Self-Efficacy, Perceived Barriers to Care, and Health-Promoting Behaviors Among Franco-Americans Across Cardiovascular Risk Factors: A Cross-Sectional Study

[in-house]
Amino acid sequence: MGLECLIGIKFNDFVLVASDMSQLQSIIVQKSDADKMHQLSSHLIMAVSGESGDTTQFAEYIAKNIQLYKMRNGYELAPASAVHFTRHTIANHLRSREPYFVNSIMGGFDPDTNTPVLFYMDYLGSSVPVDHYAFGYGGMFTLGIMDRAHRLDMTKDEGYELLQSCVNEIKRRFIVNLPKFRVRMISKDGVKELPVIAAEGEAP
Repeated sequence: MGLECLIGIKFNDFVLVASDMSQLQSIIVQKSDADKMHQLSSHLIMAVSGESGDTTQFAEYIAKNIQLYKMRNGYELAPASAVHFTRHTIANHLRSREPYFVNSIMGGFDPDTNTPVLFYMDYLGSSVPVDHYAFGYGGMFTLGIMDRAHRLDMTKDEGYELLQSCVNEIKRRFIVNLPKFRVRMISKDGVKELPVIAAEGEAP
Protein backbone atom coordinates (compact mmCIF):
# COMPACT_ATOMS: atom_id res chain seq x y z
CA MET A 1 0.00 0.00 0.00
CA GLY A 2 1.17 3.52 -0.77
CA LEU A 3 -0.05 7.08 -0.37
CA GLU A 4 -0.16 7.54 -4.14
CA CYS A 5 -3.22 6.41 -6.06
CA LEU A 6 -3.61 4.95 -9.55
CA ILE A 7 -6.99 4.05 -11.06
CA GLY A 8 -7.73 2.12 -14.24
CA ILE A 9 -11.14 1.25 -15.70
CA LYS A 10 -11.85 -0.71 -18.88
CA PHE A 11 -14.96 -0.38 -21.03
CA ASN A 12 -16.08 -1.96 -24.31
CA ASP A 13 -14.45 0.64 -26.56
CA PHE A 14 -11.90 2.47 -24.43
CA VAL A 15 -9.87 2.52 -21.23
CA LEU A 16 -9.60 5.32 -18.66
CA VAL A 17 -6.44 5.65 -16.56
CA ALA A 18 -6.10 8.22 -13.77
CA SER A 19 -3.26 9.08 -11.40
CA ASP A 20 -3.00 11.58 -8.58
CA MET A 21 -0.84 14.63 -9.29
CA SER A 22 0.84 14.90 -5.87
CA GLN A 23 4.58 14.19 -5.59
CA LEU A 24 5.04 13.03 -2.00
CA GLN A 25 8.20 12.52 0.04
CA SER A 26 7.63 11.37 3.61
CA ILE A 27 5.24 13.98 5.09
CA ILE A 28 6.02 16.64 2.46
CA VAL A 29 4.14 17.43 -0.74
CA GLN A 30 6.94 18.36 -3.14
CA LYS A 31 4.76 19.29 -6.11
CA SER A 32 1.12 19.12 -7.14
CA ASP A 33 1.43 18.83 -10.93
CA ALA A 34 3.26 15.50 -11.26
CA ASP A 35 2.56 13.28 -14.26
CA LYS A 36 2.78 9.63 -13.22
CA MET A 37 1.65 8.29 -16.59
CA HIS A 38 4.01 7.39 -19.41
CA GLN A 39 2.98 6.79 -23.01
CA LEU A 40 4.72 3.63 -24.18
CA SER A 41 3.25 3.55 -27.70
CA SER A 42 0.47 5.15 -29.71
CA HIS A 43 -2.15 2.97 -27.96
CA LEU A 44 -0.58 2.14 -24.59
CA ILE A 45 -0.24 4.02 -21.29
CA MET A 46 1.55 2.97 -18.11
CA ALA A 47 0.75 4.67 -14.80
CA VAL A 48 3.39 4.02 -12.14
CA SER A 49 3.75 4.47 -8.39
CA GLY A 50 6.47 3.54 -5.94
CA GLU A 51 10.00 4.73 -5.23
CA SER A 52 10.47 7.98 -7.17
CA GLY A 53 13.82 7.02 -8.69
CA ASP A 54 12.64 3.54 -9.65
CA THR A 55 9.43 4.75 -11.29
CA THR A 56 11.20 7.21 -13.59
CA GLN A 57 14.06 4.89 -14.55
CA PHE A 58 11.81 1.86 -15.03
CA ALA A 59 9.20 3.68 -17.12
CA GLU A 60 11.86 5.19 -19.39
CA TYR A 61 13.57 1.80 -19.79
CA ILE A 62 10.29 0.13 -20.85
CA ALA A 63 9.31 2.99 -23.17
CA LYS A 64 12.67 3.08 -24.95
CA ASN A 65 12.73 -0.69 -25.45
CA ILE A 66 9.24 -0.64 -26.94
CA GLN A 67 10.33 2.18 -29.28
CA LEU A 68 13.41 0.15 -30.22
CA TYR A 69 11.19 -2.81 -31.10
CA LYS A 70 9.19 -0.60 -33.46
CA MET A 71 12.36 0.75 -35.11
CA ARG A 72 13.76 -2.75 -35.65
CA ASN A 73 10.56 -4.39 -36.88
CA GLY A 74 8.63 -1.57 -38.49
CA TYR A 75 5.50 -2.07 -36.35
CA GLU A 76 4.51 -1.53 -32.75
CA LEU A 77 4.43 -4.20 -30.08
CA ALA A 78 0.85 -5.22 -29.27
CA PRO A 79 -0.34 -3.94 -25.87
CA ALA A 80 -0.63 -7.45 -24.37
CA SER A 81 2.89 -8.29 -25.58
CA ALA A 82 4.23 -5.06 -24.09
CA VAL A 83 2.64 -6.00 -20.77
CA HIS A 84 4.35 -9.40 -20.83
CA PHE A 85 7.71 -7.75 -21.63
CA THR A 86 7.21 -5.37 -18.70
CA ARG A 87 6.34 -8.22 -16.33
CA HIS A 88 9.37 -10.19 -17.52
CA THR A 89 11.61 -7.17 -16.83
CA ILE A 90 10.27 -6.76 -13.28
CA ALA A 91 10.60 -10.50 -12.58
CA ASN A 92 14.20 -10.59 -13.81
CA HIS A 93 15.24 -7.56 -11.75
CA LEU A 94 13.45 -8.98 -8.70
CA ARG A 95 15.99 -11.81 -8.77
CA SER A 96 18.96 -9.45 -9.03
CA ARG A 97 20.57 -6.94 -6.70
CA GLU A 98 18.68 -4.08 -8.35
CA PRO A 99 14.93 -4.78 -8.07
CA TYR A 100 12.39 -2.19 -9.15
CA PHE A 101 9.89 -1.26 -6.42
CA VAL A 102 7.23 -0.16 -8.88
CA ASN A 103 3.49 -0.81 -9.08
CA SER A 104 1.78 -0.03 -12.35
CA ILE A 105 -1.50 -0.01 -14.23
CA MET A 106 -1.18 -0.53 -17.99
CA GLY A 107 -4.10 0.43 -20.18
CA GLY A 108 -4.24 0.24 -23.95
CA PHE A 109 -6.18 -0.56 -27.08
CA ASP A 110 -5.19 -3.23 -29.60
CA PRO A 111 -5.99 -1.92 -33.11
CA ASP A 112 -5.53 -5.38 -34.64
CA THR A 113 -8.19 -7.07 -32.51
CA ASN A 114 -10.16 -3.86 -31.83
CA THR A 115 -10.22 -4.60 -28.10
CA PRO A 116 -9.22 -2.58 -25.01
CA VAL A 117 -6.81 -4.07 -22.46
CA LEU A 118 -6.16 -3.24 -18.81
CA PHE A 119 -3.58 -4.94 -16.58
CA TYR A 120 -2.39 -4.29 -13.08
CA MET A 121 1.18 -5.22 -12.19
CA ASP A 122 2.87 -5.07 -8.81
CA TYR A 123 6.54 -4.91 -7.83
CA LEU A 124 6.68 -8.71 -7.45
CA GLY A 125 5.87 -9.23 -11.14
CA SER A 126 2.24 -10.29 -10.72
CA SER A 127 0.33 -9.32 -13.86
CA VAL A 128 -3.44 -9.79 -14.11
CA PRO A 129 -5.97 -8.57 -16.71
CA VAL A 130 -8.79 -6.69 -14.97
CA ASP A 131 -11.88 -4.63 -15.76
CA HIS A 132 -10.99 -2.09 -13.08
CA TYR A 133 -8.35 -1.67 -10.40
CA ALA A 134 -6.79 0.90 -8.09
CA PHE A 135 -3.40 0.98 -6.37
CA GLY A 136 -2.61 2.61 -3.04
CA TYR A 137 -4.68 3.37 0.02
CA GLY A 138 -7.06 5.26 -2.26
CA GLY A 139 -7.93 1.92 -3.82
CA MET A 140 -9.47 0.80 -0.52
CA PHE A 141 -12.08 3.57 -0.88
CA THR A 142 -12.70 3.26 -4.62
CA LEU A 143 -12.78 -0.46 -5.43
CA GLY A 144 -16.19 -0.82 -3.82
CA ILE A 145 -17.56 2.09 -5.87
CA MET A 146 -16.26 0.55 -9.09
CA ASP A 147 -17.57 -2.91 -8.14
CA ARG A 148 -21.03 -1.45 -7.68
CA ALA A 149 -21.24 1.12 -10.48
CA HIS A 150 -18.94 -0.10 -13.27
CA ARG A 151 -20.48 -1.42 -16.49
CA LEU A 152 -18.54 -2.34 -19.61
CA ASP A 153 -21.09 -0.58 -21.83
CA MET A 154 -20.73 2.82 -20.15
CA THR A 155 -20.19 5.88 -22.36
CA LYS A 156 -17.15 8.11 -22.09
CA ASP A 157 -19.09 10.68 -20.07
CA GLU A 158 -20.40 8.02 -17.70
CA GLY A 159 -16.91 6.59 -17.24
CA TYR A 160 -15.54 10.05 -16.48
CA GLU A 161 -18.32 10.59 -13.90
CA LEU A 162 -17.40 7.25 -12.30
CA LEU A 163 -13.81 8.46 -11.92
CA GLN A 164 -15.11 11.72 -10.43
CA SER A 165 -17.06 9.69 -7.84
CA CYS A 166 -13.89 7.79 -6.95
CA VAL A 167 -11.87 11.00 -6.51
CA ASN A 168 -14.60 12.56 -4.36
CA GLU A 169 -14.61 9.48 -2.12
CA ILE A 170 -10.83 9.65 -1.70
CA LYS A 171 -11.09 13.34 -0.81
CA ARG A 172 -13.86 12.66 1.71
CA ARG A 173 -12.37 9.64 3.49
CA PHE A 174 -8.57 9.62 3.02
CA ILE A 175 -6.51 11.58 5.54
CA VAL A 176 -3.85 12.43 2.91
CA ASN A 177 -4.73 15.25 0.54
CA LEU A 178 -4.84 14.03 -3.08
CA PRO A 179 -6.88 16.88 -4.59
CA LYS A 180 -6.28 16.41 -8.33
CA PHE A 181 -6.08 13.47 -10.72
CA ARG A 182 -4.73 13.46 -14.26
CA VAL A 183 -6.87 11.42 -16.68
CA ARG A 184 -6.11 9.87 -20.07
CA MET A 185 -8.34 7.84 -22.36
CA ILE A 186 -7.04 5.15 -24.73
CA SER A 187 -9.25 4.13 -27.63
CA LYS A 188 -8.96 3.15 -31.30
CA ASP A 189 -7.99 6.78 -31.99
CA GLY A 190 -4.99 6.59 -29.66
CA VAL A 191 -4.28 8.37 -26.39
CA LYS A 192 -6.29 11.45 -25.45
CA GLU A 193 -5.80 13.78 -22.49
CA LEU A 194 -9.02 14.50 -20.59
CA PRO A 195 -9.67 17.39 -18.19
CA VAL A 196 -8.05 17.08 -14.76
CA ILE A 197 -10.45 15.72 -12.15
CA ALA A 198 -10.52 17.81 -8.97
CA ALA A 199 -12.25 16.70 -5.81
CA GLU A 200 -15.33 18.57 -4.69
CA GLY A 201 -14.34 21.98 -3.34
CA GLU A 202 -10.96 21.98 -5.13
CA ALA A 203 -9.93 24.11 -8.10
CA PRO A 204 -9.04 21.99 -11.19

PURPOSE: To assess the prevalence of perceived barriers to accessing health care services, self-efficacy, and health-promoting behaviors among Franco-Americans as a higher-risk group for familial hypercholesterolemia (FH), stratified by cardiovascular risk factors. DESIGN: Cross-sectional survey based on components of the Health Belief Model. SETTING: Administered in-person at a Franco-American cultural center and online through mailing lists and social media platforms in the Northeastern United States. SAMPLE: Franco-Americans and French Canadians (n = 170). MEASURES: Demographic and clinical characteristics (i.e. high cholesterol, prior heart attack or stroke, family history of atherosclerotic cardiovascular disease (ASCVD), diagnosis of FH), perceived barriers to accessing health care services, self-efficacy, and health-promoting behaviors (i.e. taking lipid-lowering medications, seeing a cardiovascular specialist). RESULTS: In a cohort of Franco-Americans, 42 (25%) had both high cholesterol and family history of ASCVD. Among Franco-Americans with both cardiovascular risk factors, 22% had low self-efficacy and only 16% had discussed FH with their physician. Individuals with both risk factors were significantly more likely to report a concern over a future diagnosis as a barrier to accessing health care services when compared with those with neither risk factor (36% vs. 15%, p = 0.014). Overall, other prominent barriers to care included knowledge of when to seek help (27%) and a distrust in medicine (26%). CONCLUSION: Franco-Americans report significant barriers to accessing health care services. Our findings strengthen the case for developing focused public health strategies to raise awareness for FH, particularly among high-risk subpopulations with unmet cardiovascular needs.